Can the views we share on social media cost us clients and jobs? The answer is “Yes.”
In January 2017, ten days after the inauguration of Donald Trump, a friend of mine, Lewis Wallace, was fired from his job as a broadcast journalist at American Public Media’s Marketplace. He shared a January 31 blog post on his personal Medium account chronicling his experience. (Editor’s note: An online publishing platform consisting of both amateur and professional writers and outlets, Medium is an example of what is known as social journalism.) In short, Wallace’s superiors said that a previous post, “Objectivity is dead, and I’m okay with it,” was a violation of Marketplace’s ethics code. In his January 31 follow-up, Wallace wrote:
I was fired for publishing a post on my personal blog about being a transgender journalist exploring what it means to do truthful, ethical journalism with a moral compass in this very complex time.
Recent articles published in The New York Times Magazine and Columbia Journalism Review on online “mob mentality” and Twitter “pack mentality,” provided me with reflection on how much of our own willingness—and courage—to maintain independent thought through ethical reporting can become eroded by the group voice of social media. Fear of expressing or supporting views on social media due to the possibility of professional reprimand may especially stifle conversation investigating underlying issues in diversity and reporting that the journalism industry needs to continue to address.
For most of my early career as an independent writer, I projected myself in the way I thought I should appear. I experienced phone calls in which a client overlooked all my credentials and asked from which country I was calling. I took meetings where I answered questions from four white interviewers and could distinctly see on one of the interviewer’s faces that my experience did not matter. I eventually understood that I was presenting myself as the kind of writer I thought I should be, which, in turn, attracted the kinds of clients who also had a particular idea about what a writer should look like or where he or she should come from.
About a year ago, I made a conscious effort to confront my own internalized biases and made small and nuanced changes. In my social media accounts, I put up the same, clear picture of my face and emphasized my background in my professional portfolio. I made more of an effort to contribute my thoughts on writers’ forums and to investigate stories from my true interests, rather than pitch the ideas I thought editors wanted to hear or approach them with only general interest topics that were “safe.”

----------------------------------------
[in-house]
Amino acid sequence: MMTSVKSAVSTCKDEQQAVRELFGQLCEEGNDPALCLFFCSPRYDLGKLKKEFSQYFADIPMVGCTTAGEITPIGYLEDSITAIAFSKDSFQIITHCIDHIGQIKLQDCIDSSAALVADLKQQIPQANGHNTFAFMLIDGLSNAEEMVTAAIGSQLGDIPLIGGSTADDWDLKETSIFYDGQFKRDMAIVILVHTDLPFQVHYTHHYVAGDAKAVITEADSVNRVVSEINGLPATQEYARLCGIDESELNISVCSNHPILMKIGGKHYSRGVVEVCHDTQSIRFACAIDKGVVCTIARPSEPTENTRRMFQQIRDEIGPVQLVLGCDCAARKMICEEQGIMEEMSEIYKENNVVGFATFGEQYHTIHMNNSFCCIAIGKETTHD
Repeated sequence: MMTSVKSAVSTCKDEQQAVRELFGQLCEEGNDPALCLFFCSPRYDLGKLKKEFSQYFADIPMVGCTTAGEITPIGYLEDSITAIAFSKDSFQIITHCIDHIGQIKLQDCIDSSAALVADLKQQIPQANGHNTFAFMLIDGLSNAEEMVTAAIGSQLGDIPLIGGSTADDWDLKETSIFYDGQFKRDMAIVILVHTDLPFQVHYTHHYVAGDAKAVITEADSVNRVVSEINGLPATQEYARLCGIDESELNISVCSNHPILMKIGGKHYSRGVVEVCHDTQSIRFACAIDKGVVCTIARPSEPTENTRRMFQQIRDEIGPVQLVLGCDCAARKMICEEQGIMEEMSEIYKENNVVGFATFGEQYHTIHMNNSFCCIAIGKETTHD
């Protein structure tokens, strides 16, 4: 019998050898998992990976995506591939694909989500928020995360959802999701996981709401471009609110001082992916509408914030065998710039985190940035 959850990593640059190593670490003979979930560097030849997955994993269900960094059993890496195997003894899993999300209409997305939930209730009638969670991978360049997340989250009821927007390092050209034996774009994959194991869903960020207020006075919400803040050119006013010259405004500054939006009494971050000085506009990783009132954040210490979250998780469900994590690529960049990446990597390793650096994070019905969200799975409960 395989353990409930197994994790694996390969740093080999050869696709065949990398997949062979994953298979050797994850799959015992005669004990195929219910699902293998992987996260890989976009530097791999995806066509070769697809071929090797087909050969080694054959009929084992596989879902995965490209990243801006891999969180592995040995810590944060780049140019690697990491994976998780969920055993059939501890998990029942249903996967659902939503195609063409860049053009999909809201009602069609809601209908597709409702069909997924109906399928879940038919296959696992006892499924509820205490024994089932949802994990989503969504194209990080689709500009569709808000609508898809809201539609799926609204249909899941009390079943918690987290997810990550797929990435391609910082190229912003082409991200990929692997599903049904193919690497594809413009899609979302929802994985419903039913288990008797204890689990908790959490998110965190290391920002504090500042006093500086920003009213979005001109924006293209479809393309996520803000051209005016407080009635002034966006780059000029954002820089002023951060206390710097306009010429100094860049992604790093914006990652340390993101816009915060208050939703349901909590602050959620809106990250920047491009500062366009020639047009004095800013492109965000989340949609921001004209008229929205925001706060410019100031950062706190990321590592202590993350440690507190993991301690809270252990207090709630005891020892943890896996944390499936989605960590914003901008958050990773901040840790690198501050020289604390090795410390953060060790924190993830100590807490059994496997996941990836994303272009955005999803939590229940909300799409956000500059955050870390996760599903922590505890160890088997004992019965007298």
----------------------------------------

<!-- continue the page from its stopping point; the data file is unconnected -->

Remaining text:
These small actions provided me with an understanding of how I subconsciously kept trying to hide my voice as a writer. As a result, I saw my client list change and improve with people who wanted me to write from my experience and worldview. I developed relationships with editors who encouraged me to pitch ideas from my perspective and interests and who have thought of me when ideas crossed their desks that were a good fit for who I was as a writer. I do not know if this would have been possible if other, more experienced writers had not become invested in supporting diverse voices; were aware of a different set of strengths and weaknesses that writers of diverse backgrounds may have; and expressed their views publicly while risking social and professional criticism.
After Wallace’s firing, a Marketplace executive, Deborah Clark, told The Washington Post that “his public rejection of objectivity is directly opposed to the company’s written guidelines, which call for staffers to keep their political views private and to be neutral.” I have been reflecting on how writers from marginalized or underrepresented communities can deepen a collective eye of what “objectivity” is in their choice and investigation of stories.
Many of the conscious and unconscious social conditionings which have resulted in writers feeling like their voices are suppressed have germinated across cultures and are often invisible. Being able to share the realities of the challenges that writers of all backgrounds experience by showing who you really are has already begun to raise self-awareness regarding objectivity’s collective eye. But there are still many more conversations to be had. As Wallace wrote in his January 31 Medium post, “We cannot have token diversity without making actual space for the realities of being a marginalized or oppressed person doing journalism.”
Wallace is currently an independent journalist and is working on a book about the history of “objectivity” in journalism for University of Chicago Press. As his friend and colleague, I often reflect upon his descriptions of “working in an industry that doesn’t really have space for me,” and how he stated, “I’m also fearless.”
Hannah H. Kim is from Los Angeles. Her work focuses on long-form business reporting and book ghostwriting. She is a graduate of the Iowa Writers’ Workshop and joined ASJA in 2017.
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